The president threw a party in the county jail

While flipping around the talking box Saturday I caught Japanese Prime Minister Junichiro Koizumi having a little too much conversation and way too much action while touring Graceland with President Bush. The Pain, THE PAIN!It’s not everyday you see a foreign leader breakin’ down some Elvis. I’m not sure I want to see it again.

As I watched video of the rock and or roll, I wondered what reaction Bush would provoke if, while on a state tour of Sweden, he began belting out “Take a Chance on Me” while doing the Carlton. (If it did happen, I’m sure he’d inadvertently warm up with some “Dancing Queen”, thus destroying YouTube.com’s servers.)

But face it – just about anyone can get their Elvis on and get away with it. The man’s legacy inspires more reverence than Marilyn Monroe’s thigh. So great is he that, not only is he remembered for doing black music so selfishly and using it to get himself wealthy, but his music owns major real estate in the Country Music Hall of Fame. I made my first trip there back in February and was somewhat surprised to see the Sequined One among the crooners. I couldn’t help but express my surprise in front of a camera, drawing more irate attention than the Dixie Chicks exhibit.

And as shocked as I was to see Elvis in the great Hall, I was not at all prepared for this:

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I do have one sweet Elvis-related memory. Back in the days of Olivia Newton-John and Blondie, I made a habit of plundering the record collection of my then-teenaged aunt. She had dozens of 45s. My two favorites were Pink Floyd’s “Another Brick in the Wall” and Elvis’ “Jailhouse Rock.” But no typical connaisseur was I. Oh no. While “Jailhouse Rock” was passable at normal speed, I insisted on cranking it up to 78 rpms. Now that was rockin’. If Elvis had ever met Red Bull, that’s how he’d have sounded.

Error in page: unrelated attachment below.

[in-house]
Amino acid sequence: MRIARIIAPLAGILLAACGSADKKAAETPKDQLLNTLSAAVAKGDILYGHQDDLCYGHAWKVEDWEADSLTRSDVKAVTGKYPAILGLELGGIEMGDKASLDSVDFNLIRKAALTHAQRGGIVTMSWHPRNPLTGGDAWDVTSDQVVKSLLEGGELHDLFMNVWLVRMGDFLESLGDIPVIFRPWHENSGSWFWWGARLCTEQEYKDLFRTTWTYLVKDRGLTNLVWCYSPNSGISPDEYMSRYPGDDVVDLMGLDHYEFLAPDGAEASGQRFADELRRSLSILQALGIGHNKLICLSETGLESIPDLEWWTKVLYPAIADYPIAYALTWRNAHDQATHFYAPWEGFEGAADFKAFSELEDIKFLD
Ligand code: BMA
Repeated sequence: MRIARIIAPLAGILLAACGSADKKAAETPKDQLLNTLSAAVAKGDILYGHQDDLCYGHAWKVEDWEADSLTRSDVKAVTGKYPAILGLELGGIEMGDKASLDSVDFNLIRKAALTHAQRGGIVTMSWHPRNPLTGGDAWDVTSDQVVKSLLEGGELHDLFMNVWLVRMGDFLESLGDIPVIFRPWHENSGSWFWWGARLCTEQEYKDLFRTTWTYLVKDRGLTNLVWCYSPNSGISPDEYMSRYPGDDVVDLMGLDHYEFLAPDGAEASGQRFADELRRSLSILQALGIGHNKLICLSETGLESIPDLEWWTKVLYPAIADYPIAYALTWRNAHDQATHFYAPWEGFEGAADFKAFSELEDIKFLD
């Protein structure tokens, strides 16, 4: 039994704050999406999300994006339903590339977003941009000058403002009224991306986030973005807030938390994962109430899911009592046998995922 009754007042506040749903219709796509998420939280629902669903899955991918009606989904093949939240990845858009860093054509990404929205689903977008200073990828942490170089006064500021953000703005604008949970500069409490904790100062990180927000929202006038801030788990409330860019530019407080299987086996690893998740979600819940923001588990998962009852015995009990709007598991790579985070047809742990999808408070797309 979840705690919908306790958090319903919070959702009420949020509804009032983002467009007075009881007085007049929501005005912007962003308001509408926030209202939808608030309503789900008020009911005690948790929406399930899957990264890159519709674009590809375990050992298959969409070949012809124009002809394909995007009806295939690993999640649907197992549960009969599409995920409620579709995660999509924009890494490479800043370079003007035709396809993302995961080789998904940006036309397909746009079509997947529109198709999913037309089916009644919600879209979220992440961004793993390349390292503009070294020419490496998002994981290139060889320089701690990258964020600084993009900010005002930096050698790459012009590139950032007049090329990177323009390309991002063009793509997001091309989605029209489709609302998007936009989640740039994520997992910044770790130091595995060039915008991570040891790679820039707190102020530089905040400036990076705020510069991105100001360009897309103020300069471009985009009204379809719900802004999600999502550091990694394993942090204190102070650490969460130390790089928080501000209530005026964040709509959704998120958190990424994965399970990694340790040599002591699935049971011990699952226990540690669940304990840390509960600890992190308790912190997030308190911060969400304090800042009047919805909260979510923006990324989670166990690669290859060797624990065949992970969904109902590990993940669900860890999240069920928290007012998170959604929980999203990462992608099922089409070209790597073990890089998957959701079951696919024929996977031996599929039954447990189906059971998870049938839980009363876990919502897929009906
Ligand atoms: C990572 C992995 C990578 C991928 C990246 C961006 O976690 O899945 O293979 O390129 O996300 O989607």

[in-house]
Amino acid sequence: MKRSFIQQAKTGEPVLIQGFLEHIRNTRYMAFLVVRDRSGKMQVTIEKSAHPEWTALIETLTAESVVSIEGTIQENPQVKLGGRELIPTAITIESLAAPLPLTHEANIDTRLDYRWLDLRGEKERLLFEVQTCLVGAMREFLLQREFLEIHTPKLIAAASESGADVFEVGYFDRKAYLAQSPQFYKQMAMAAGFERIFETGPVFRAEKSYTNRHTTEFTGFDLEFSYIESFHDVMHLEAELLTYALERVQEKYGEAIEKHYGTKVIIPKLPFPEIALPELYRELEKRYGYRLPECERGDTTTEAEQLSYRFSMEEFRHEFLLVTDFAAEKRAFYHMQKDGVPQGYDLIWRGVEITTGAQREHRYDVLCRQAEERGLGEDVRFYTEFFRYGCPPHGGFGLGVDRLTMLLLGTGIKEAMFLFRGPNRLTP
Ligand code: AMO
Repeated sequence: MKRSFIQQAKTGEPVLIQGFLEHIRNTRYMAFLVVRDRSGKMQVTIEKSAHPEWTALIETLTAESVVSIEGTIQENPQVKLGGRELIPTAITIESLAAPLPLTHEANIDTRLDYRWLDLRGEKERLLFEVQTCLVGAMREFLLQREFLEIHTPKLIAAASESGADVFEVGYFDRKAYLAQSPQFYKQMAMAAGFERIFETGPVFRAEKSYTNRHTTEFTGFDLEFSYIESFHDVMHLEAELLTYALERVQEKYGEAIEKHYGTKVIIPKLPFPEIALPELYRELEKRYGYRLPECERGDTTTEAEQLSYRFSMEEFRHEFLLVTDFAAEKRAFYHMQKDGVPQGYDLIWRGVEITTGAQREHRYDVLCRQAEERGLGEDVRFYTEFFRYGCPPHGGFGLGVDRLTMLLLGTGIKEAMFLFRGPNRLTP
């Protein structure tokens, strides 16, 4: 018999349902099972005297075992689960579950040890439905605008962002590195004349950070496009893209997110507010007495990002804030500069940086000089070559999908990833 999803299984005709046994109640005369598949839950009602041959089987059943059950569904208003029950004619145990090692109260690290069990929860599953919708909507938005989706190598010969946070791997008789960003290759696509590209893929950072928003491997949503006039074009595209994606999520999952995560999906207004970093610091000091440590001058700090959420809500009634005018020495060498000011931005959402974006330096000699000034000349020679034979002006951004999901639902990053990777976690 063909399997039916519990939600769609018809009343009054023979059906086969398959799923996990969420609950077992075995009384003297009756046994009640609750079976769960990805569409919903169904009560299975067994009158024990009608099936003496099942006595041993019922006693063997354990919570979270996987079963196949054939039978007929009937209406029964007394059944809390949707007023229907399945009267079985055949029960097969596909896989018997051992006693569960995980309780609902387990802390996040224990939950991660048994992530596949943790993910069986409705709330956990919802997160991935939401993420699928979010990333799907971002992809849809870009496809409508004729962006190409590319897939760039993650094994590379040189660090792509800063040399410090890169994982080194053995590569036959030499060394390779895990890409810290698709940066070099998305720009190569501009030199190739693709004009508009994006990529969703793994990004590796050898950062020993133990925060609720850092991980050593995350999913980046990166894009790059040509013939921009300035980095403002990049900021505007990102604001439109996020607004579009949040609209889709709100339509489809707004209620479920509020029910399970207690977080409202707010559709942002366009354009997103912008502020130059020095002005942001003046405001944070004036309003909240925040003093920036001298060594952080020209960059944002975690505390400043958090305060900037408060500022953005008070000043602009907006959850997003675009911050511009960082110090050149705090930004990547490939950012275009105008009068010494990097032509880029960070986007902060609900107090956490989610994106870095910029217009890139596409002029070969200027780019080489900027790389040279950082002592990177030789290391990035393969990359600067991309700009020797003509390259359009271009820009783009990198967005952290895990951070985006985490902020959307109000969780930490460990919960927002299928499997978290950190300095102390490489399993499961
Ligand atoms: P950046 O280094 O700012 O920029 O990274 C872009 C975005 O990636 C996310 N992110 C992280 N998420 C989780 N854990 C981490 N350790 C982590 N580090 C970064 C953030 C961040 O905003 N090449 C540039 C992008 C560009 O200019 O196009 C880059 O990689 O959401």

I’ve only encountered one other song made sweeter by messing with its metronome. By coincidence, it was produced someone who has literally come within one degree of Elvis (At least we assume he did). I am speaking, of course, of the Gloved One, BP (Before Pedophilia). As grand a song as “Man in the Mirror” was, I appreciated more the instrumental version at 33 rpm. I would ask for you to give it a try but, *sigh*, technology isn’t what it used to be.

Too bad CDs are limited in velocity options. Who knows what …. other …. tres …. sures …. r …. out …. there if onlyyoucouldpseedthemup!

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